In the credits of the CD, it appears Sirenia only has two full time members. Ailyn Giménez is just listed as Ailyn (no last name like Madonna, Prince, or McLovin). Morten Veland, who also co-founded Tristania, who as you may know had a huge development in the development of Gothic Metal, plays practically every other instrument.
The album is very good. Ailyn really pushes her voice and has an enchantingly beautiful voice that works perfectly with the heaviness of the album.
We think of all their albums, their latest was definitely their best as Veland not only appeared to have full freedom, he seemed to have a chip on his shoulder to prove that Sirenia can be as good as Tristania.
Photo credits: The first picture is from Ailyn’s Facebook page. The second picture is from Fevermind and is Public Domain. The third picture is from MathKnight and has a Creative Commons 2.5 license.
Metal Chicks Rule is four friends who have known each other for years, and all agree on one thing – WE NEED MORE WOMEN IN METAL!!!
We’re supposed to use the word “we” when we agree on things and we’re not supposed to use our real names. That was the agreement when we started this blog.
We also are supposed to give props whenever possible and stay away from criticizing females in Metal. Of the four of us, I didn’t like the Tarja vs Anette article at all, but said “just go ahead.”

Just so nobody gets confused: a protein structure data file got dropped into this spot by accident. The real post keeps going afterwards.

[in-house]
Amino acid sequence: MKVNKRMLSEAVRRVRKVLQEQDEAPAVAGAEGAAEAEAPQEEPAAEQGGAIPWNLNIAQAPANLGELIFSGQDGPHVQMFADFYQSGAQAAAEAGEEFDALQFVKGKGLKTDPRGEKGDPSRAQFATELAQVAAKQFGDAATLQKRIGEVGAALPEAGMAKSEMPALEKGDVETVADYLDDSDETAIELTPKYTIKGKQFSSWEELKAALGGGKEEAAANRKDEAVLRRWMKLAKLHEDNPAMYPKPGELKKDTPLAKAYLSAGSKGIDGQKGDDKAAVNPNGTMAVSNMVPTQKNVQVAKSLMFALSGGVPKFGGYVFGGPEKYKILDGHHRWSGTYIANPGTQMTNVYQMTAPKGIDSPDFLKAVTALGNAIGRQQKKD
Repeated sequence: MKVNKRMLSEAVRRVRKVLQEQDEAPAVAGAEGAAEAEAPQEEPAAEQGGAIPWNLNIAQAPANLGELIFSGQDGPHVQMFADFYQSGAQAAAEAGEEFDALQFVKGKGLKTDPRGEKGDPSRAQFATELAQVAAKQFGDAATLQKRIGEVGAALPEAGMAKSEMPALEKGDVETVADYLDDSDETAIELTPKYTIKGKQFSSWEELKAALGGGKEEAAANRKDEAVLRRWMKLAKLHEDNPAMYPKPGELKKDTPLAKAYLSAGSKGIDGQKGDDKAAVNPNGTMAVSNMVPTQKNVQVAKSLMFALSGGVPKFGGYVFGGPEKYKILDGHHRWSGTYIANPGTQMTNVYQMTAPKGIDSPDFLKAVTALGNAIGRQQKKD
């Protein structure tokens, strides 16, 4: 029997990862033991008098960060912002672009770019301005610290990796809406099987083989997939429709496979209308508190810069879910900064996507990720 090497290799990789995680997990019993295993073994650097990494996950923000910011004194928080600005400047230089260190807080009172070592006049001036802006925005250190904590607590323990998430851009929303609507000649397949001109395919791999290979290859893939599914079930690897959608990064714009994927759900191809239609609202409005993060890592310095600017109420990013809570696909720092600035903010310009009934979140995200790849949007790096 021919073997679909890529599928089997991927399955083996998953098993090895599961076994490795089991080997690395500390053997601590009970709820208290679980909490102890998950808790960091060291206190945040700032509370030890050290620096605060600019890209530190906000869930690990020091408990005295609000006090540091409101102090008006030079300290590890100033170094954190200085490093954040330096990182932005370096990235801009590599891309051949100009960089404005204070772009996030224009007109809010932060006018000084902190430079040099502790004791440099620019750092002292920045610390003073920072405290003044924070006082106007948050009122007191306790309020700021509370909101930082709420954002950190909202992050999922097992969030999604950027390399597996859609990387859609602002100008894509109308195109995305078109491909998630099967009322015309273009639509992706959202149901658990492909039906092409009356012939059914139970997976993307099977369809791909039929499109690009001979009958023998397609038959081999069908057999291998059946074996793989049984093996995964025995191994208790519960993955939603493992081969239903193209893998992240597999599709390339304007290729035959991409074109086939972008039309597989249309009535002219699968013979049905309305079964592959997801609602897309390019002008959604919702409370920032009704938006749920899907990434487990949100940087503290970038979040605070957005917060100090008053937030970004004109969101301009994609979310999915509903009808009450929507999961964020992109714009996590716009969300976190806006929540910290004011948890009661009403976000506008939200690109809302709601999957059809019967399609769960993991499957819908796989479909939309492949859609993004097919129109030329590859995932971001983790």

I happen to like Anette Olzon
I happen to be a Facebook fan of Anette Olzon. The four of us saw Nightwish on Tarja’s last tour and also saw them on Anette’s first tour. We liked both shows a lot and Nightwish happens to be my favorite band. I love Tarja. I love Anette. And I now love Floor. I think of all the women they could have found to replace Anette, they did a great job finding Floor.
I think Anette gets slammed too much by people and doesn’t get the credit she deserves. First and foremost, Anette Olzon is the nicest person in the world. So if the criticism against her is mean spirited, I get really angry. I understand some people think she was a bad fit in Nightwish. If you really think that, then the fault is Nightwish. They’re the ones who picked her. They could have said “no” and got another singer.
Live, Anette Olzon is amazing!
I thought that live, she was amazing. She had a lot of charisma on stage and showed on stage how likeable she is. She’s like the same person on stage as she is in person. She’s very down to earth. She’s very likeable, and is really a nice, caring, sweet woman.